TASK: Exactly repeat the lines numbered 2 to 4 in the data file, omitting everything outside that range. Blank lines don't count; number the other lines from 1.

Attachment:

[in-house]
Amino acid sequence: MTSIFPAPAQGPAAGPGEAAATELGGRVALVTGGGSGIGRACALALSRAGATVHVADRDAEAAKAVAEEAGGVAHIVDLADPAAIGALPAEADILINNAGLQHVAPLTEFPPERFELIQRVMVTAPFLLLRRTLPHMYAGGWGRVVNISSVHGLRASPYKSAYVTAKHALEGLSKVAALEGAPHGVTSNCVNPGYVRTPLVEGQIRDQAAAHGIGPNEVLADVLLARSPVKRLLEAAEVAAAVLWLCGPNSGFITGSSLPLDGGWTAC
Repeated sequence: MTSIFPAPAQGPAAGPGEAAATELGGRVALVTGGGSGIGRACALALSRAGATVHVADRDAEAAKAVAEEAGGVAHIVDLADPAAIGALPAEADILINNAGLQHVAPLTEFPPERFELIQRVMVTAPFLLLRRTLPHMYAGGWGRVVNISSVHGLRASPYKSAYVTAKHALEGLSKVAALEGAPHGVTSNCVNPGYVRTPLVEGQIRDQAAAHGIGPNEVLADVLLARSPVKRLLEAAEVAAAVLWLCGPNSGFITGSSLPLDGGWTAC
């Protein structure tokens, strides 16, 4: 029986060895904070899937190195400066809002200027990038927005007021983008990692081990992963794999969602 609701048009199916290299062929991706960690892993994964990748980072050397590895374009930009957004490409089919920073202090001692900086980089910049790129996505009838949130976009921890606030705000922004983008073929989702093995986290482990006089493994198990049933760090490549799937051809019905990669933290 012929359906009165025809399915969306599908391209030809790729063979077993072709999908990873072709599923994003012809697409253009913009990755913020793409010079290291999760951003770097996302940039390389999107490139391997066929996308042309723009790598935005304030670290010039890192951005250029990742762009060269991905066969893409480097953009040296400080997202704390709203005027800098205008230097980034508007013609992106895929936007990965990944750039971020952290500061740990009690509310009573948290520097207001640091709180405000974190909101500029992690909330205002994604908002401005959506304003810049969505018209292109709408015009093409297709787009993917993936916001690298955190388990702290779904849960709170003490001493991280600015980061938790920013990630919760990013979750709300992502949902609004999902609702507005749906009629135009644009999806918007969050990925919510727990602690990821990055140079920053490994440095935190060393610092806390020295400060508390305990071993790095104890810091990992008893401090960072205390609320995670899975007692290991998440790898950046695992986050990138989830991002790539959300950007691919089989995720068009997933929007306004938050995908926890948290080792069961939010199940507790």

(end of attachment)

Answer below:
Amino acid sequence: MTSIFPAPAQGPAAGPGEAAATELGGRVALVTGGGSGIGRACALALSRAGATVHVADRDAEAAKAVAEEAGGVAHIVDLADPAAIGALPAEADILINNAGLQHVAPLTEFPPERFELIQRVMVTAPFLLLRRTLPHMYAGGWGRVVNISSVHGLRASPYKSAYVTAKHALEGLSKVAALEGAPHGVTSNCVNPGYVRTPLVEGQIRDQAAAHGIGPNEVLADVLLARSPVKRLLEAAEVAAAVLWLCGPNSGFITGSSLPLDGGWTAC
Repeated sequence: MTSIFPAPAQGPAAGPGEAAATELGGRVALVTGGGSGIGRACALALSRAGATVHVADRDAEAAKAVAEEAGGVAHIVDLADPAAIGALPAEADILINNAGLQHVAPLTEFPPERFELIQRVMVTAPFLLLRRTLPHMYAGGWGRVVNISSVHGLRASPYKSAYVTAKHALEGLSKVAALEGAPHGVTSNCVNPGYVRTPLVEGQIRDQAAAHGIGPNEVLADVLLARSPVKRLLEAAEVAAAVLWLCGPNSGFITGSSLPLDGGWTAC
């Protein structure tokens, strides 16, 4: 029986060895904070899937190195400066809002200027990038927005007021983008990692081990992963794999969602 609701048009199916290299062929991706960690892993994964990748980072050397590895374009930009957004490409089919920073202090001692900086980089910049790129996505009838949130976009921890606030705000922004983008073929989702093995986290482990006089493994198990049933760090490549799937051809019905990669933290 012929359906009165025809399915969306599908391209030809790729063979077993072709999908990873072709599923994003012809697409253009913009990755913020793409010079290291999760951003770097996302940039390389999107490139391997066929996308042309723009790598935005304030670290010039890192951005250029990742762009060269991905066969893409480097953009040296400080997202704390709203005027800098205008230097980034508007013609992106895929936007990965990944750039971020952290500061740990009690509310009573948290520097207001640091709180405000974190909101500029992690909330205002994604908002401005959506304003810049969505018209292109709408015009093409297709787009993917993936916001690298955190388990702290779904849960709170003490001493991280600015980061938790920013990630919760990013979750709300992502949902609004999902609702507005749906009629135009644009999806918007969050990925919510727990602690990821990055140079920053490994440095935190060393610092806390020295400060508390305990071993790095104890810091990992008893401090960072205390609320995670899975007692290991998440790898950046695992986050990138989830991002790539959300950007691919089989995720068009997933929007306004938050995908926890948290080792069961939010199940507790």